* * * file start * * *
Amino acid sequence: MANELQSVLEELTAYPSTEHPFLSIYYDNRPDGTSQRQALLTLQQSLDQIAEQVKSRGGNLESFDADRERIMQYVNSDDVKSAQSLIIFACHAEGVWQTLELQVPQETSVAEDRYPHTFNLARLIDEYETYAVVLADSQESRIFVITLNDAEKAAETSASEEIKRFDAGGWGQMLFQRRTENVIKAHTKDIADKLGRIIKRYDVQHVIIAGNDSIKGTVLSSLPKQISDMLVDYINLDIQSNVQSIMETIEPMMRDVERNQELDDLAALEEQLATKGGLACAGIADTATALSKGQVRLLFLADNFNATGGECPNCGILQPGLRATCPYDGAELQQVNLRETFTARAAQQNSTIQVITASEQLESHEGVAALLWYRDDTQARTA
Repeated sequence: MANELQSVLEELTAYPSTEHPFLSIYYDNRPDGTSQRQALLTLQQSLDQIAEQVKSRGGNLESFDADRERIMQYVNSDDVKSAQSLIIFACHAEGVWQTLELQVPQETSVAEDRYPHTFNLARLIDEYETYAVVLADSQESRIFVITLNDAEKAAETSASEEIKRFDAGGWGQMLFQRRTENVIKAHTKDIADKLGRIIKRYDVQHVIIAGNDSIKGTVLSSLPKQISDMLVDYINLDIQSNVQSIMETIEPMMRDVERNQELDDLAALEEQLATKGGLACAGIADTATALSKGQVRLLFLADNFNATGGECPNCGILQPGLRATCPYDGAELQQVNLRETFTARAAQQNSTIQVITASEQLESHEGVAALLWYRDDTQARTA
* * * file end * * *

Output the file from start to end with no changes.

Amino acid sequence: MANELQSVLEELTAYPSTEHPFLSIYYDNRPDGTSQRQALLTLQQSLDQIAEQVKSRGGNLESFDADRERIMQYVNSDDVKSAQSLIIFACHAEGVWQTLELQVPQETSVAEDRYPHTFNLARLIDEYETYAVVLADSQESRIFVITLNDAEKAAETSASEEIKRFDAGGWGQMLFQRRTENVIKAHTKDIADKLGRIIKRYDVQHVIIAGNDSIKGTVLSSLPKQISDMLVDYINLDIQSNVQSIMETIEPMMRDVERNQELDDLAALEEQLATKGGLACAGIADTATALSKGQVRLLFLADNFNATGGECPNCGILQPGLRATCPYDGAELQQVNLRETFTARAAQQNSTIQVITASEQLESHEGVAALLWYRDDTQARTA
Repeated sequence: MANELQSVLEELTAYPSTEHPFLSIYYDNRPDGTSQRQALLTLQQSLDQIAEQVKSRGGNLESFDADRERIMQYVNSDDVKSAQSLIIFACHAEGVWQTLELQVPQETSVAEDRYPHTFNLARLIDEYETYAVVLADSQESRIFVITLNDAEKAAETSASEEIKRFDAGGWGQMLFQRRTENVIKAHTKDIADKLGRIIKRYDVQHVIIAGNDSIKGTVLSSLPKQISDMLVDYINLDIQSNVQSIMETIEPMMRDVERNQELDDLAALEEQLATKGGLACAGIADTATALSKGQVRLLFLADNFNATGGECPNCGILQPGLRATCPYDGAELQQVNLRETFTARAAQQNSTIQVITASEQLESHEGVAALLWYRDDTQARTA